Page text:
New developments: Richard Breen, Bench warrant issued for parole violation 4/4; Cody Corbin, off probation monitoring; Johnny Hall, hearing on 5/18; Daniel Heacock had a first hearing on 4/5; Paula Heille, bench warrant on 10/9/17 for failure to appear; Bryan Holmes is on probation to 11/16/18; Curtis Laroque remains on probation to 11/04/18; Joshua Poplawski has a jury trial and separate hearing on 4/18/18; Robert Schroeder was convicted on 3/2/18 and is on probation for 1 year; Michael Zaccardi was convicted on 4/30/17 and is on probation.

Voted off the list: Hussein Farah, Steven Haney, Mahad Ismail; Kenneth Nelson.

We voted to add Maxim Guy Chance to the watch.  He has 7 arrests citywide since 2015 but 2 arrests in 2018 in the 2nd Precinct (assault of one neighbor and threatening another neighbor).
May 14 is OPEN HOUSE!  From 5 to 7PM, come to the  Second Precinct Open House for food off the grill and finger food.  Whether it rains or stays sunny, the canopy will go up.  Cops on Bikes will be there.  I don’t have a complete list yet, but I expect to see the awesome mobile command center, members of the K-9 team,  outreach workers from this month’s presenter (Child & Teen Center), real working robots, and a whole lot more.  I hope to see horses.  This is a party being held for you, so just come.  You are very welcome and wanted there. 1911 Central Ave NE with plenty of parking all around.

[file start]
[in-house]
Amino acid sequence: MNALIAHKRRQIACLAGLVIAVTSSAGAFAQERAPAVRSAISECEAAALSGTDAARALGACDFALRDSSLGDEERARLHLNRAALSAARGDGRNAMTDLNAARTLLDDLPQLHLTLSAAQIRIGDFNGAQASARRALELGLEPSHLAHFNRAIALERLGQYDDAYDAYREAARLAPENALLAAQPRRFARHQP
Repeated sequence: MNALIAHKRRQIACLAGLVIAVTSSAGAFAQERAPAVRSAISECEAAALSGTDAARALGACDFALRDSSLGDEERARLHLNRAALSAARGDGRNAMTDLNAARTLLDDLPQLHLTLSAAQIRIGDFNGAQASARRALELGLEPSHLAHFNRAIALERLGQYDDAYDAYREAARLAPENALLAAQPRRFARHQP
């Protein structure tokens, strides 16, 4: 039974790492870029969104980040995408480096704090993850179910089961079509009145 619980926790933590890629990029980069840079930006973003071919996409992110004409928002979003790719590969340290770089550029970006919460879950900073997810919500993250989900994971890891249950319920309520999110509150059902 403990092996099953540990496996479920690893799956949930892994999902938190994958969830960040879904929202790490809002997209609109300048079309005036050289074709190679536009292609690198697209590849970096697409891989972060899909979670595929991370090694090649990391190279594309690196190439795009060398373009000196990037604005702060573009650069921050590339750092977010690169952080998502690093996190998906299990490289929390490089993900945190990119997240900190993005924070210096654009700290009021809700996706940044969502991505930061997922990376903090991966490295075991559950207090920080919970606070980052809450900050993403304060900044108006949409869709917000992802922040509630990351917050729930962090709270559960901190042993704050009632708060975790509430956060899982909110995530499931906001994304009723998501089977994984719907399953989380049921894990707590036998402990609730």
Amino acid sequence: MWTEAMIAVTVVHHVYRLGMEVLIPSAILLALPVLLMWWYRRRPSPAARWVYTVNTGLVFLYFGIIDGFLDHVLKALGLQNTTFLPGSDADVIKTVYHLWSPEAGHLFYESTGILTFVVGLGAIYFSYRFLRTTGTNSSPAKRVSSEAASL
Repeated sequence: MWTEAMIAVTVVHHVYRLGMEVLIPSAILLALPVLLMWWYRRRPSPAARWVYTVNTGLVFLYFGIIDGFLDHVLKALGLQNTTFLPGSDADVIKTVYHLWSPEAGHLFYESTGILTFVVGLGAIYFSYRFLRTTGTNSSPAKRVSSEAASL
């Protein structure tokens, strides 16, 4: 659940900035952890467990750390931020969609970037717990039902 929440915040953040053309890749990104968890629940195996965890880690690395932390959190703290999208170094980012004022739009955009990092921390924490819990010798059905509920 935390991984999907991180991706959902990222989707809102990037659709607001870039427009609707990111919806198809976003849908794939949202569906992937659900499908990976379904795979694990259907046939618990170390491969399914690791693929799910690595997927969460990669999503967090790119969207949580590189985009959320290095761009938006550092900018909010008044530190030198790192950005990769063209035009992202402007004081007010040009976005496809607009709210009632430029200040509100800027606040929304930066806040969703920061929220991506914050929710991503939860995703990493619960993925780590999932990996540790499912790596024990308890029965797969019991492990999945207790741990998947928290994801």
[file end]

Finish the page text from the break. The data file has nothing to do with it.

April meeting notes, part 1: Child & Teen Checkups Program

Our guest speaker this month was Morgan Mulhern from the seven county Child & Teen Checkups program.

This program, which has been providing services since the 1960s, is part of the Public Health Dept. of Minnesota but it is actually a federal program.  Every county in the country has a staff or program.  In other states, the programs are often called the EPSDT (Early, Periodic, Screening, Diagnosis & Treatment).   The Child & Teen Checkups program is for children and youth who are on medical assistance.   It provides  access to comprehensive medical and dental care and tracks its clients through the years so they and their parents or care takers are sure they are receiving the followups they need, through their 21st birthday.

The reasoning behind this program is simple.  A child (or adult) can’t do well in school or anywhere else if she has a toothache, a low grade infection, or is in general poor health.   Most of these issues can be prevented, treated, or at least mitigated.